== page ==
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How to Make Your Business Saleable

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Business owners know how important planning for the future is. But when it comes to planning, there is one element that many business owners fail to include: how to make your business saleable. Simply turning a profit isn’t always enough – there are many ways to ensure that your business is saleable. If you want to find out how to make your business saleable, read on!

how to make your business saleable

 

How to Make Your Business Saleable: Key Factors

The new financial year is a time when small business operators review their operations and future plans. For most family firms, the business is their major asset and its eventual sale is what they are relying on to fund their retirement. But selling a small business is not like selling a house. You cannot just list it on the market and sell within 4-6 weeks.

Michelle Wright, Principal Licensee of Complete Business Brokers, said it was important for owners to know that the average business sale took about 14 months – some much longer. She said owners should start thinking a few years in advance about what made their business valuable and how they would potentially exit. Ms Wright also said there were some key ongoing discussions business owners should be having with their accountants that could help make and keep their business in saleable condition.  

If you want to know how to make your business saleable, take note:

  • Stock:  These values are commonly discussed at the end of each financial year, however, have you assessed ageing of your stock?  Business buyers do not want to take on old stock. Typically, any stock over 12 months old is considered obsolete so it may be best to encourage clients to sell the older stock at reduced prices to ensure stock is rotating.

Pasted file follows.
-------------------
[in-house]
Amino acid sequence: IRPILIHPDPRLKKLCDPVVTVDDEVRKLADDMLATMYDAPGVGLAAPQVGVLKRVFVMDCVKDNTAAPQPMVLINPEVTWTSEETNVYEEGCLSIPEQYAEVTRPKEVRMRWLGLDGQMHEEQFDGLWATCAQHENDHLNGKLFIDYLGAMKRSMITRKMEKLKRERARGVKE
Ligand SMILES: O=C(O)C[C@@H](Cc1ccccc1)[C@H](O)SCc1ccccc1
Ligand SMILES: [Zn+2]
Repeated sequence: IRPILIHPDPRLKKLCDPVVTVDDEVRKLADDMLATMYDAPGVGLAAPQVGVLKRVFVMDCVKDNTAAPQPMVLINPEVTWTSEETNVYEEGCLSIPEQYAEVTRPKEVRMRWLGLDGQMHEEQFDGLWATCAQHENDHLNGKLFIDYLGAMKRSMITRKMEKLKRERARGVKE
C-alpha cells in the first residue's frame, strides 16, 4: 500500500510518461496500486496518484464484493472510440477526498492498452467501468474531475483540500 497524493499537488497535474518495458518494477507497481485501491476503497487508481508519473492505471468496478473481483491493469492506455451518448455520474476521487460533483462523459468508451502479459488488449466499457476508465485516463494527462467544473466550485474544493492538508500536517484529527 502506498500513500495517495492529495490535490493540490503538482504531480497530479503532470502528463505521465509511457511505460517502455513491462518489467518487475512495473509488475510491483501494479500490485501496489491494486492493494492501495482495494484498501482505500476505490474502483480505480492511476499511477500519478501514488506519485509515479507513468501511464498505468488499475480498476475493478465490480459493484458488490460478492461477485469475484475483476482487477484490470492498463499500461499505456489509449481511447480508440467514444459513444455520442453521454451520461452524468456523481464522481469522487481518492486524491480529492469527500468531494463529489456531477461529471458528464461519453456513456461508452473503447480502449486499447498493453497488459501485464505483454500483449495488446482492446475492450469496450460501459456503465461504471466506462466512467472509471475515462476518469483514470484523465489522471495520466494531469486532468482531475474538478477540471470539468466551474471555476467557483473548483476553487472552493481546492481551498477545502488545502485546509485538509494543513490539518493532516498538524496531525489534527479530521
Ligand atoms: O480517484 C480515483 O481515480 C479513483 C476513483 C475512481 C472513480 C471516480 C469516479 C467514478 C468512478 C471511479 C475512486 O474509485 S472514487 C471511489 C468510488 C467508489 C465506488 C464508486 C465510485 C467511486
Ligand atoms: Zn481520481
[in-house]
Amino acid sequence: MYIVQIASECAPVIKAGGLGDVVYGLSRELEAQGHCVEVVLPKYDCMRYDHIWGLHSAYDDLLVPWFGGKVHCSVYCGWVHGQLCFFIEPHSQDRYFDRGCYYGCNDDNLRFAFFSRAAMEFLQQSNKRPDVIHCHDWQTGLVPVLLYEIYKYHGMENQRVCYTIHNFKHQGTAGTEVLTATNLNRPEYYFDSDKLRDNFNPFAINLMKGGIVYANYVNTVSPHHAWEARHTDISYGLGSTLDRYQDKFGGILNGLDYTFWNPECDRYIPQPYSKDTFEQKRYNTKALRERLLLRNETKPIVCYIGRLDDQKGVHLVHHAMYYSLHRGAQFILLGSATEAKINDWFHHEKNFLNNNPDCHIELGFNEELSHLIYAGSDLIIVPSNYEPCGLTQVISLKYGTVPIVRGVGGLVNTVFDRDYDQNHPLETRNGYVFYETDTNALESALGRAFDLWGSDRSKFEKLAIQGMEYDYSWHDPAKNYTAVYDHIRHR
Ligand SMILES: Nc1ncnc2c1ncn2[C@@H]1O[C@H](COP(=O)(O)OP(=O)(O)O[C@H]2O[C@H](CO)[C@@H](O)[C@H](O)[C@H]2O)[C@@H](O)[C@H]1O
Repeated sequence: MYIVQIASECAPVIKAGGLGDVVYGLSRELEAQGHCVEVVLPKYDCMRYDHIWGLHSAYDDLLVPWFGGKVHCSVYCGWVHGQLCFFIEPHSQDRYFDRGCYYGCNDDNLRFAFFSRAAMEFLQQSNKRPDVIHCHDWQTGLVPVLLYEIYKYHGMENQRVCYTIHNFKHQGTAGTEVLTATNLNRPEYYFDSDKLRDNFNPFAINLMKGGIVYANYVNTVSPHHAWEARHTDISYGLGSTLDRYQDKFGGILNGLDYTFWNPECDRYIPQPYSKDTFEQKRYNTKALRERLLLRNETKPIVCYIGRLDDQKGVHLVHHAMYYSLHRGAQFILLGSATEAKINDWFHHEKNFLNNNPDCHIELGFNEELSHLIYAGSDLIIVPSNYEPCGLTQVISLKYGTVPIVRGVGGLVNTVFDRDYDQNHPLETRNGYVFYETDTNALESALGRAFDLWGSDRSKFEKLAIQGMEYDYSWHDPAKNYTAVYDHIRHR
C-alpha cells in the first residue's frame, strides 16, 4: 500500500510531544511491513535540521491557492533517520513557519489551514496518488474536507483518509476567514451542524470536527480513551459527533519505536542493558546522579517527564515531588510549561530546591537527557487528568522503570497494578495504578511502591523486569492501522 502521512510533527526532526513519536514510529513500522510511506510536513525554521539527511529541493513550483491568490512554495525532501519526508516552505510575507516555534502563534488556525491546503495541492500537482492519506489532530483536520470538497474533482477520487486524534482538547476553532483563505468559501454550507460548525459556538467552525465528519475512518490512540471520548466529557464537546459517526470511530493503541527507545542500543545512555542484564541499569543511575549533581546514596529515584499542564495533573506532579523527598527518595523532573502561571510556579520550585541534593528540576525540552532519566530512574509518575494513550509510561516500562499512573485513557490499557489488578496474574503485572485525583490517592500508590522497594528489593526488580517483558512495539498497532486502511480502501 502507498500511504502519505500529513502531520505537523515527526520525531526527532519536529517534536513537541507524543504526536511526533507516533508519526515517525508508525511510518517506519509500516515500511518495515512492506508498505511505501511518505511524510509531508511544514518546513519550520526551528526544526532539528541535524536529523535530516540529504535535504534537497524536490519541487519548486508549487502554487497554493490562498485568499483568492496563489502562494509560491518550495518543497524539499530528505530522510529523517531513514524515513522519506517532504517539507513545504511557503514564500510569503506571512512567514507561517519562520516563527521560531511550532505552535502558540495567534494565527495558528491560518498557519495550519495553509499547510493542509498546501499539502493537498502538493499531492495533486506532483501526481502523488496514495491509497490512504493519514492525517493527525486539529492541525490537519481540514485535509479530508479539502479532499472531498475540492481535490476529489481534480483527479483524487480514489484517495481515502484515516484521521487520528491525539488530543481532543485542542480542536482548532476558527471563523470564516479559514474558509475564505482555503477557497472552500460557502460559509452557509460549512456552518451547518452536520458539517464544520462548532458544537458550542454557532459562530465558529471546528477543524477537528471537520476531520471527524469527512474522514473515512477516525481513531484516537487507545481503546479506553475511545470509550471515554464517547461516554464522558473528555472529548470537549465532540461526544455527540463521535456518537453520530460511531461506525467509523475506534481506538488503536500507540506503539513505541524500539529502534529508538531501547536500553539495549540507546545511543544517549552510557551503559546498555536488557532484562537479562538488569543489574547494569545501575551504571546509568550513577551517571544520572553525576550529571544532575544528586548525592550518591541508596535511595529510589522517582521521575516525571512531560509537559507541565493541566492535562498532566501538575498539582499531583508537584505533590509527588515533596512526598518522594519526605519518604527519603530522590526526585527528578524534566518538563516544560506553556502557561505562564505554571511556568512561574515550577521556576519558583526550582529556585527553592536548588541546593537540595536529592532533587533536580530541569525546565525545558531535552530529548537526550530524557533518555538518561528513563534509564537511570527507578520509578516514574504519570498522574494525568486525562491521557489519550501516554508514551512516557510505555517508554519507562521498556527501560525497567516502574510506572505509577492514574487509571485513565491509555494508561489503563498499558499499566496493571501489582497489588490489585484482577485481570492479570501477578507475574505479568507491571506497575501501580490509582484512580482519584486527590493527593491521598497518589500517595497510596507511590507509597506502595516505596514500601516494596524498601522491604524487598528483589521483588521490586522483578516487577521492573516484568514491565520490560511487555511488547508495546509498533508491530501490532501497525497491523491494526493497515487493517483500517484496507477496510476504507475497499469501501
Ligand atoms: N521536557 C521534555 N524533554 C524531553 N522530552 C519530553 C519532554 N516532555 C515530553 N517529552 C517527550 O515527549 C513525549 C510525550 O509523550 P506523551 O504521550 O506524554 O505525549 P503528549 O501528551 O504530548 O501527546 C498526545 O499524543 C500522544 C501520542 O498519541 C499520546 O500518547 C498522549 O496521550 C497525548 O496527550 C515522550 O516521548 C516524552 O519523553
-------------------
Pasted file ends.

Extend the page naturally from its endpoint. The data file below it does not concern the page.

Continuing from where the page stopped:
• Plant & Equipment Values:  Potential sellers needed to realise that the sale value of their plant and equipment was not always the same as their tax depreciation schedules.  When it came to selling a business, owners needed to be aware of  the current secondhand values of plant and equipment.  This is critical information required to be able to appraise a business value. 
  •  Private Expenses:  Business owners may be tempted to expense private items to reduce profits/tax, but this can be a real negative when it comes to business value.  Business owners should be discouraged from trying to expense private items. It makes them vulnerable to a tax audit and is detrimental to the saleable value of the business.  
  • Business Structure: Does the existing business structure make an arms length purchase relatively easy? Or does some restructuring need to be considered?
  • Key People/Relationships: Are there staff members and/or client/supplier relationships that are key to running your business? Can these be transferred as part of a sale process?
  • Internal Systems: Are your accounting, stock control and other business systems up to date, efficient, modern and transferrable to new owners?